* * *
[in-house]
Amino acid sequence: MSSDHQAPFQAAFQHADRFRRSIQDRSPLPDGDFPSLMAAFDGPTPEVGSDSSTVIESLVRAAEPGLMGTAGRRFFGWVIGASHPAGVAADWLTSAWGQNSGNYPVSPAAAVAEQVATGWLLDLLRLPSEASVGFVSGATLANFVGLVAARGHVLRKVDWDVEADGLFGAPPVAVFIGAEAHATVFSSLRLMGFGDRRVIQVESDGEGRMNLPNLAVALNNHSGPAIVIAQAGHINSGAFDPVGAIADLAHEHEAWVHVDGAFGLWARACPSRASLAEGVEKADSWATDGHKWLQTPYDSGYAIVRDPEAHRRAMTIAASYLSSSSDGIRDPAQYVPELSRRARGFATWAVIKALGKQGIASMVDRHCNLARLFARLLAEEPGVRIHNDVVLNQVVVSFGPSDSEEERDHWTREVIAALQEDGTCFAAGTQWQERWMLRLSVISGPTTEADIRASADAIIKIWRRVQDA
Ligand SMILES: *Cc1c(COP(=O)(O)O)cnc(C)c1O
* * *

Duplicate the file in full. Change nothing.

[in-house]
Amino acid sequence: MSSDHQAPFQAAFQHADRFRRSIQDRSPLPDGDFPSLMAAFDGPTPEVGSDSSTVIESLVRAAEPGLMGTAGRRFFGWVIGASHPAGVAADWLTSAWGQNSGNYPVSPAAAVAEQVATGWLLDLLRLPSEASVGFVSGATLANFVGLVAARGHVLRKVDWDVEADGLFGAPPVAVFIGAEAHATVFSSLRLMGFGDRRVIQVESDGEGRMNLPNLAVALNNHSGPAIVIAQAGHINSGAFDPVGAIADLAHEHEAWVHVDGAFGLWARACPSRASLAEGVEKADSWATDGHKWLQTPYDSGYAIVRDPEAHRRAMTIAASYLSSSSDGIRDPAQYVPELSRRARGFATWAVIKALGKQGIASMVDRHCNLARLFARLLAEEPGVRIHNDVVLNQVVVSFGPSDSEEERDHWTREVIAALQEDGTCFAAGTQWQERWMLRLSVISGPTTEADIRASADAIIKIWRRVQDA
Ligand SMILES: *Cc1c(COP(=O)(O)O)cnc(C)c1O